Anatomy of a recap

One of the horrors I had to face when starting out on Strange People (the sequel to Strange Places) is this age-old question: How do you recap the story for the benefit of those who might not have read Book 1, without boring the skin off of those who actually have read it?

The rather blunt way to do it, of course, is to write a prologue entitled something like, “What Has Gone Before,” or even “Things You May Have Missed in Book One.” This gets the job done, but it is, how you say… inelegant. Isn’t there a better way?

Sure there is. All you have to do is find a way to motivate retelling the previous events as part of the continuing story. Let’s take a look at how that works.

Often, when we writers wish to explore an unusual or unfamiliar situation,  we’ll introduce a “stranger in a strange land” character. Somebody who has just been transferred into the situation of your story (think “Agent Myers” from the first Hellboy movie, for example) provides the storyteller with an excuse to have characters explaining things that should be commonplace to them and require no explanation at all. When was the last time you explained how an electric light switch works as you turned on the lights? But introduce a frightened native girl from Peru who had never seen indoor lighting, and you might actually find yourself explaining such things.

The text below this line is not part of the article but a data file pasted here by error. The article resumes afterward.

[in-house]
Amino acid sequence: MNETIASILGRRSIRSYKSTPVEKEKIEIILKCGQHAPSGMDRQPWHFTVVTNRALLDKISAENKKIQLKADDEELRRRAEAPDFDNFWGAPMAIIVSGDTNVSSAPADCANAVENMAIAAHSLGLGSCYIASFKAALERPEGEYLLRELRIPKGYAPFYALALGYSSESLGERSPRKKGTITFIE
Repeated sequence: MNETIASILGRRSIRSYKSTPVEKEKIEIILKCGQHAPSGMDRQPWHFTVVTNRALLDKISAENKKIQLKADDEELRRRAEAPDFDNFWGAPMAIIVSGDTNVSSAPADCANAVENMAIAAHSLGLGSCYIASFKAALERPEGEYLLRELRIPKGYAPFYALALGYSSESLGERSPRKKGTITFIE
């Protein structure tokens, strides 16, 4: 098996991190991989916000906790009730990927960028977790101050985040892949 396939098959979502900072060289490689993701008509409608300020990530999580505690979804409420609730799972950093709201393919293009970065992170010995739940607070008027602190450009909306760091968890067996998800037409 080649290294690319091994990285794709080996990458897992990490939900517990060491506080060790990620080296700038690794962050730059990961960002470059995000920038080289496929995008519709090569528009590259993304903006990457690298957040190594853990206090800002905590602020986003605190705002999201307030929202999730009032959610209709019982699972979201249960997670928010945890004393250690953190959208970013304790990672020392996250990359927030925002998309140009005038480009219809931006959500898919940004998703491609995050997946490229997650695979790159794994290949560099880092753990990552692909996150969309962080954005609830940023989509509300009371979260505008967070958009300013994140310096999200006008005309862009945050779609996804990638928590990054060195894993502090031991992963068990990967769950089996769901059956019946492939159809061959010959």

That is the value of the stranger in a strange land character. Without the explanations, the reader/viewer is lost, but without the stranger character, the explanations seem artificial and contrived.

Like many, I recently read Suzanne Collins’s Hunger Games series and one thing that struck me was how well integrated the recaps were – particularly Book III, The Mocking Jay. In the very first chapter, our heroine is suffering from the stress of Book II, Catching Fire, and is in a shaky mental state. To help her sort out her fantasies from reality, she uses a technique suggested to her by one of her doctors: make a mental list of all the things you know to be true, starting with the simplest. And what things do you suppose she lists? Right. The important facts and events from the previous books.

I for one found this to be a fresh and enjoyable solution to the recapping problem. But for the Finding Tayna series, I can’t do that. First, I can’t use that specific device because that would be blatant thievery. Furthermore, I don’t have any one character who has a grasp of the entire story. So I think I’m going to have to handle my recap in multiple scenes, and that means I’m going to have to come up with multiple techniques – otherwise the whole exercise will feel repetitive.

At this point, I think I need four such scenes – one in the real world, and one in each of the capital cities of the Methilien races. I’ve just finished writing a strange-land scene for Grimorl, so that just leaves three more scenes to come up with. And three more techniques.

Stay tuned.



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About the author

Jefferson Smith is a Canadian fantasy author, as well as the founder, chief editor and resident proctologist of ImmerseOrDie. With a PhD in Computer Science and Creativity Systems compounded by a life spent exploring most art forms for fun and profit, he is underqualified in just about everything. That's why he writes.